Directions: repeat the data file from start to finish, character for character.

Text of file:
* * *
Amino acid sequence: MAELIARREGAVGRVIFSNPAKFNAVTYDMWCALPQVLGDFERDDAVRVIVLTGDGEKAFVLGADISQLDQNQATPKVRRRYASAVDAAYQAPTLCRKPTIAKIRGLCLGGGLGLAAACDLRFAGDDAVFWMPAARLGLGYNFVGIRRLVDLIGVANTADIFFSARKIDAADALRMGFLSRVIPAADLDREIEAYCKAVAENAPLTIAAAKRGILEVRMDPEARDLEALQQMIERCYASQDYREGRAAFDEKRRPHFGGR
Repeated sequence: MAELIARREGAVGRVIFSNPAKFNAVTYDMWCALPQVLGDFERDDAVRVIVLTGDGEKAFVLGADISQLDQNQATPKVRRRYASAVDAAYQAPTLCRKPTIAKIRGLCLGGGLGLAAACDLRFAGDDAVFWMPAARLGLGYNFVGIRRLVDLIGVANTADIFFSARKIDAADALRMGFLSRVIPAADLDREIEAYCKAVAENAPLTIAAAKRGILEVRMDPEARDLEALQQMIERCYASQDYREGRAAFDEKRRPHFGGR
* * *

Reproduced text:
Amino acid sequence: MAELIARREGAVGRVIFSNPAKFNAVTYDMWCALPQVLGDFERDDAVRVIVLTGDGEKAFVLGADISQLDQNQATPKVRRRYASAVDAAYQAPTLCRKPTIAKIRGLCLGGGLGLAAACDLRFAGDDAVFWMPAARLGLGYNFVGIRRLVDLIGVANTADIFFSARKIDAADALRMGFLSRVIPAADLDREIEAYCKAVAENAPLTIAAAKRGILEVRMDPEARDLEALQQMIERCYASQDYREGRAAFDEKRRPHFGGR
Repeated sequence: MAELIARREGAVGRVIFSNPAKFNAVTYDMWCALPQVLGDFERDDAVRVIVLTGDGEKAFVLGADISQLDQNQATPKVRRRYASAVDAAYQAPTLCRKPTIAKIRGLCLGGGLGLAAACDLRFAGDDAVFWMPAARLGLGYNFVGIRRLVDLIGVANTADIFFSARKIDAADALRMGFLSRVIPAADLDREIEAYCKAVAENAPLTIAAAKRGILEVRMDPEARDLEALQQMIERCYASQDYREGRAAFDEKRRPHFGGR